Muscat: Are you sending more money home than you can afford to? If yes, then you may face questions, as exchange houses in Oman have adopted new features to safeguard both themselves and customers against money laundering.
In a new move, customers will now have to declare the source of their funds while remitting or changing money, if the amount is more than their earnings.
“According to the guidelines issued by the Central Bank of Oman with regard to the Anti-Money Laundering law, transactions of over OMR400 have to undergo Enhanced Due Diligence,” Syed Faraz Ahmed, General Manager at Oman United Exchange, said.
The system, Enhanced Due Diligence, has been specifically designed to deal with high-risk or high net worth customers and large transactions.
“When there is any such transaction, it is mandatory for the exchange to look into the source of funds. The sender has to prove both legal and financial status in the country via bank account details, and/or resident card,” Ahmed said.
He added that besides documentation, customers also need to provide the purpose of remittance for each transaction. “The exchange has an internal built-in system that filters any transaction that detects whether the sender or receiver is on the black list,” he remarked.
Philip Koshy, General Manager Modern Exchange, said: “It is well understood that when a customer is sending more money than his/her monthly income, he or she has to provide additional supporting documents that justify the transaction.”
“Many times, people get bonuses, salary in advance, or even a loan from a bank, which they use as a means of income to transfer money to their home country. As long as they can provide the supporting documents, there is absolutely no restriction in making the transfer,” he said.
“Our exchange has a comprehensive system that provides all the details of the sender through smart card readers. The system shows the profession and other relevant details to meet the Know Your Customer requirement,” Koshy explained.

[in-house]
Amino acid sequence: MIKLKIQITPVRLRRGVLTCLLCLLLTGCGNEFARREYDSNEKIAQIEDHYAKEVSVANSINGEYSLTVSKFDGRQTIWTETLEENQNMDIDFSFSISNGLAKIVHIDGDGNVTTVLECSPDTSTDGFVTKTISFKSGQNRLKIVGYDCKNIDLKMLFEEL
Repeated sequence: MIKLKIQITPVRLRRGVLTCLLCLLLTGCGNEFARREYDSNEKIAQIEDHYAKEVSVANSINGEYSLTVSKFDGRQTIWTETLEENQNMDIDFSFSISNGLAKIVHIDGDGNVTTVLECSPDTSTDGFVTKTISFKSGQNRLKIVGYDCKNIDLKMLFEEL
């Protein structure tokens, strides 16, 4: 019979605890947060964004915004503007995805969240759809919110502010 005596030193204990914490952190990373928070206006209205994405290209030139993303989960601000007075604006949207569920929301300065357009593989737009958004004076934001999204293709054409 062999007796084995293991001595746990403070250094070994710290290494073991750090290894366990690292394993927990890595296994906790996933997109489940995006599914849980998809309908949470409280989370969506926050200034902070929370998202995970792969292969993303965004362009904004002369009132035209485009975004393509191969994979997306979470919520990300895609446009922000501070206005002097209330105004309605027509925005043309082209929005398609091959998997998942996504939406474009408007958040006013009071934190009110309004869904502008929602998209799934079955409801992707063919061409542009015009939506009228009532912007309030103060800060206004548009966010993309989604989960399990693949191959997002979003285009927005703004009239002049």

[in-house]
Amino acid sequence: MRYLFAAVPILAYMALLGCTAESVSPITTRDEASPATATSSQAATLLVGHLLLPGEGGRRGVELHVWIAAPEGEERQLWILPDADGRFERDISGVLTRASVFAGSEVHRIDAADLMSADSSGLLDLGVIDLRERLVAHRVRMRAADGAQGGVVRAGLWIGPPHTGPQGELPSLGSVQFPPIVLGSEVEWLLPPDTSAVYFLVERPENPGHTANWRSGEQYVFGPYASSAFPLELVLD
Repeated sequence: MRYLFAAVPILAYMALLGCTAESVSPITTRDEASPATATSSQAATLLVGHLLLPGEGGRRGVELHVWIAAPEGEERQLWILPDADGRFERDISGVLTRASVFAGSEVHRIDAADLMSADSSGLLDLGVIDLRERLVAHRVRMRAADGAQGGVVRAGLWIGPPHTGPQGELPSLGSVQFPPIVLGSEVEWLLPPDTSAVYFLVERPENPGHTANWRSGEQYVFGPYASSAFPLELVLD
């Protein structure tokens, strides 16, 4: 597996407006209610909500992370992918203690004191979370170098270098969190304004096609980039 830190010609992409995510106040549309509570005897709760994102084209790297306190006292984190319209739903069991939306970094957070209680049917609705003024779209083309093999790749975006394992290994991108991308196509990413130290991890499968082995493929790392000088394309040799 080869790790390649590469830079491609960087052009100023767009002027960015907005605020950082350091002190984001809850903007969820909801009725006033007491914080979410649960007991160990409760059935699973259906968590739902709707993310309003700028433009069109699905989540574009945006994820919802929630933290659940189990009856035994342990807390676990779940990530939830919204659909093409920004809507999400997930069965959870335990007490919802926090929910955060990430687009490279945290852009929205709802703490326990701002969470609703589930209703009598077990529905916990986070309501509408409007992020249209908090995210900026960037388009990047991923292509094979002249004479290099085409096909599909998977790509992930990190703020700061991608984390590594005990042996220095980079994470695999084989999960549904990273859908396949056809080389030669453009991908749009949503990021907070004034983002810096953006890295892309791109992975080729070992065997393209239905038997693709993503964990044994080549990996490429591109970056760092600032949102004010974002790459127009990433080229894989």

General Manager of Global Money Exchange, Madhusoodhan, said an alert will be activated on their system if someone tries to send more money. “Then we can ask him or her about the source of funds,” he said.
To achieve the integrity of the payments structure to reduce potential risks, the Sultanate had recently issued the National Payments System Law, that allows the Central Bank of Oman (CBO) to establish rules, conditions, and procedures for granting and approval of licences for payment services, operation, management, supervision and control of payment systems.
The purpose of the law was to establish and develop payment systems in a secure and efficient manner, as well as to establish the authority of the Central Bank on the payments system. It is clearly stated in the law that any person who carries out an activity subject to the provisions of the payments system without obtaining a licence shall be liable to imprisonment for up to seven years and a fine of up to OMR50,000.
The system is said to be activated after 30 days from February 20, 2018, and the duration of the licence may be up to 120 days. Residents in Oman are bracing themselves for the impact the new regulations will have on the manner in which they send money home.
“I always send money home once a year. So, I will need to keep a careful record of the source of my income from now on,” Vijay, an Indian expat in the capital, said.
Sarfaraz, a Pakistani resident in Sohar, said: “I send money to my parents and wife every month, I have always kept a record of transactions. So, in a way, I have been prepared for this for a while.”